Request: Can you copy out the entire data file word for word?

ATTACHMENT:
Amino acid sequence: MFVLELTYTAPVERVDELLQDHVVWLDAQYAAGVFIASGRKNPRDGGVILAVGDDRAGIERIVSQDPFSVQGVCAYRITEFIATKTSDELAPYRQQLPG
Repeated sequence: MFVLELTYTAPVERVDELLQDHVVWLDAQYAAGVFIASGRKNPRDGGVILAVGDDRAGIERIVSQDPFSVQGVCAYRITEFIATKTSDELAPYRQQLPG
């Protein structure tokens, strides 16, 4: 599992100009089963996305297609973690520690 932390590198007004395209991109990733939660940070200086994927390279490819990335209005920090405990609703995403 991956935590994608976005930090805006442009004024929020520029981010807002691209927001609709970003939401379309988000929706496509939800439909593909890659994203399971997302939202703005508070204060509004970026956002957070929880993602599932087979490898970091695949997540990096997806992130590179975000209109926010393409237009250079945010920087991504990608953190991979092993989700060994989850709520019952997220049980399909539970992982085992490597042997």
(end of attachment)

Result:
Amino acid sequence: MFVLELTYTAPVERVDELLQDHVVWLDAQYAAGVFIASGRKNPRDGGVILAVGDDRAGIERIVSQDPFSVQGVCAYRITEFIATKTSDELAPYRQQLPG
Repeated sequence: MFVLELTYTAPVERVDELLQDHVVWLDAQYAAGVFIASGRKNPRDGGVILAVGDDRAGIERIVSQDPFSVQGVCAYRITEFIATKTSDELAPYRQQLPG
């Protein structure tokens, strides 16, 4: 599992100009089963996305297609973690520690 932390590198007004395209991109990733939660940070200086994927390279490819990335209005920090405990609703995403 991956935590994608976005930090805006442009004024929020520029981010807002691209927001609709970003939401379309988000929706496509939800439909593909890659994203399971997302939202703005508070204060509004970026956002957070929880993602599932087979490898970091695949997540990096997806992130590179975000209109926010393409237009250079945010920087991504990608953190991979092993989700060994989850709520019952997220049980399909539970992982085992490597042997």